Since there are multiple points of contact between a brand and its customers, good brand image management becomes truly crucial at all levels.
Internet users, by following a brand on Twitter, clicking 'Like' (Facebook) or '+1' (Google+) on a brand's page, are identifying themselves with it. The brand will then appear on their 'Timeline' or on their 'wall' beside their photos and their personal status updates: It would be difficult to get any closer to the consumer and their circle of influence. Moreover, with the 'Sponsored Stories' offered by Facebook, today's consumer is no longer a mere spectator but becomes an integral part of brand communication.
Today we talk about e-reputation. Indeed, every brand has a reputation associated with their online activity. For example, if a brand is too commercially aggressive on the Internet (i.e. too many banner ads, heavy use of unsolicited emails, etc.), its e-reputation could very soon be damaged. One of the consequences of this might be that all its email campaigns are unconditionally marked as spam, with a loss of ranking among search engines that take this aspect into consideration.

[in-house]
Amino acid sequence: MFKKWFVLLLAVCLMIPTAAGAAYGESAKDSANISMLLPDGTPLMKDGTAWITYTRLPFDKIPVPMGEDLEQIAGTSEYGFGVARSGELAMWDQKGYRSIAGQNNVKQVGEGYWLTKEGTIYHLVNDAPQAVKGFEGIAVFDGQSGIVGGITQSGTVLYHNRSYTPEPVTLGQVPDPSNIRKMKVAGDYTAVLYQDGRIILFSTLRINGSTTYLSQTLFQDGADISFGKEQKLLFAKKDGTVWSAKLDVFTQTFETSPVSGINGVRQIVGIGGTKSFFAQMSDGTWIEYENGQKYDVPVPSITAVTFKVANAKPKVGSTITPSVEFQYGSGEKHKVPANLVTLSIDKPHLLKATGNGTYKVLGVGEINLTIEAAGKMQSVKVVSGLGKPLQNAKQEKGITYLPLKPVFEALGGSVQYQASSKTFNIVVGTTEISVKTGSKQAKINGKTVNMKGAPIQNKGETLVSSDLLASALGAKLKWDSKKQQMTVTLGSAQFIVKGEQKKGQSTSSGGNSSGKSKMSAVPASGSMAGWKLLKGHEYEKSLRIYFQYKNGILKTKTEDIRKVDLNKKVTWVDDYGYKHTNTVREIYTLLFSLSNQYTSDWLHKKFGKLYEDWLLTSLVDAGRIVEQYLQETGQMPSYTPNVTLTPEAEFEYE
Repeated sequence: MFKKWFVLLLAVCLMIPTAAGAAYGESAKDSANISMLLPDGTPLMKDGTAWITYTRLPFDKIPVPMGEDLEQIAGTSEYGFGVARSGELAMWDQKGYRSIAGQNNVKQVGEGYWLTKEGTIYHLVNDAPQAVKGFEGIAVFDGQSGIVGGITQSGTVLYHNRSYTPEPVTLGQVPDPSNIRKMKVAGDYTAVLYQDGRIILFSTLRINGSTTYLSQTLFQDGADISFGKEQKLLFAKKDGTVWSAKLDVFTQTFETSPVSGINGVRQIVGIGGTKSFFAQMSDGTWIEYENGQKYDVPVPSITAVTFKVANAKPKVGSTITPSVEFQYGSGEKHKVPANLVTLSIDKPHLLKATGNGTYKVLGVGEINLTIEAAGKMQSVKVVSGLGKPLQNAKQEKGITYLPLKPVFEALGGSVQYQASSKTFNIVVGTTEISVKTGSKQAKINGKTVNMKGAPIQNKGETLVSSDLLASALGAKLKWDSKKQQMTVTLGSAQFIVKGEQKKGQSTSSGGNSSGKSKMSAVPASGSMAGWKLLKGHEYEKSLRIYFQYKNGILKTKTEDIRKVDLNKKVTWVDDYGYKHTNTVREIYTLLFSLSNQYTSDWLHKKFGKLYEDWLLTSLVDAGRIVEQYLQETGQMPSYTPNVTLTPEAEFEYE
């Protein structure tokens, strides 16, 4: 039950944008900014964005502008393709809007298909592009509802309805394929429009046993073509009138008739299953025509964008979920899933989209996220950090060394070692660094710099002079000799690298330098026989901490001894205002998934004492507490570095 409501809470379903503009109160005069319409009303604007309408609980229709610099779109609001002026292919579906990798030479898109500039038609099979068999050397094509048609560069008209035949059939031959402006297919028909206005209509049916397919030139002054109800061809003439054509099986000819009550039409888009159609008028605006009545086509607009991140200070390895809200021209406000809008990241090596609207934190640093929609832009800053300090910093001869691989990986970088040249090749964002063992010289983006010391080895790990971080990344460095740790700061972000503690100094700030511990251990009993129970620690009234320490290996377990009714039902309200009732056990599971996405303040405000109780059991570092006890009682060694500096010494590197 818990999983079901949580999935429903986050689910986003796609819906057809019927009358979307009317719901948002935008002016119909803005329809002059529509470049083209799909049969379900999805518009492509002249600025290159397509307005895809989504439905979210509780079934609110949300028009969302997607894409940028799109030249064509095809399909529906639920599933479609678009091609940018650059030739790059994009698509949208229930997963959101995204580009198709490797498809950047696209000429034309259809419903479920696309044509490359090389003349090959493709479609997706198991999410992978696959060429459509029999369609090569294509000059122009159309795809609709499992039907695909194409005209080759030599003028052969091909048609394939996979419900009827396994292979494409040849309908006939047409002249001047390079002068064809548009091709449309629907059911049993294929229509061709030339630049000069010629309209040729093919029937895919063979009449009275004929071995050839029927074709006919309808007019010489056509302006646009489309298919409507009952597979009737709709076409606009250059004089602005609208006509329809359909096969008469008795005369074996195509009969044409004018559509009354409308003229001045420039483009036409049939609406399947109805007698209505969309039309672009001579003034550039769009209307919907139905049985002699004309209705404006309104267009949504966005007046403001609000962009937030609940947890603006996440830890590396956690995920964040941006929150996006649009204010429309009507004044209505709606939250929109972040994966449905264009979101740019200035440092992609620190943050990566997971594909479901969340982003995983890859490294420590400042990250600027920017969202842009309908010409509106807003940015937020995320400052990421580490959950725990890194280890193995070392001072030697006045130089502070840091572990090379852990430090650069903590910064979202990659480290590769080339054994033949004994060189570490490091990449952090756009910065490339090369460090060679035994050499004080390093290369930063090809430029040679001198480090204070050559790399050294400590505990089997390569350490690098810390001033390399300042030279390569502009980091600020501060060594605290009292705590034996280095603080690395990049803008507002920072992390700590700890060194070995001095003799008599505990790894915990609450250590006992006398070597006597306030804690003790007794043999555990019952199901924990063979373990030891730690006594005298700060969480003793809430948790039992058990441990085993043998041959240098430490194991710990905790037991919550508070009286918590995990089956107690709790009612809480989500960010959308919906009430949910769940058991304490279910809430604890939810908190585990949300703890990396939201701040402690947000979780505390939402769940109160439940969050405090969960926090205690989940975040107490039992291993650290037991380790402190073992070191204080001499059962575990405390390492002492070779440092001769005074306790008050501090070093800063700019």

Demand for more personalized customer relations in near real-time
At the beginning of the 2000s, some brands were already offering community websites. Among the pioneers, Direct2Dell (still in operation) is an excellent example. It enabled Dell to become better aware of their customers' expectations -- customers could vote for the best idea to develop -- and to show them that their needs were truly at the heart of this development process. Today, with social networks, the concept has gone even further because a real 'personal' discussion with the brand is possible.
In times of crisis it is clear that some brands are better able than others to manage criticism and to bounce back once the storm has passed. Some community managers will reply with humor and sensitivity, rather than keeping quiet and later issuing an official statement. These interactions today form an integral part of Customer Relationship Management (CRM).
Brands that master the online world are not opposed to older digital marketing channels - such as email -- or to new ones, like social networks. Each channel has its use (communication, promotion, sales... ), and it is a lot more effective when creating a marketing campaign to combine them with a logical flow geared towards the consumer, who will use different channels to interact with the brand.
New Challenges for Brands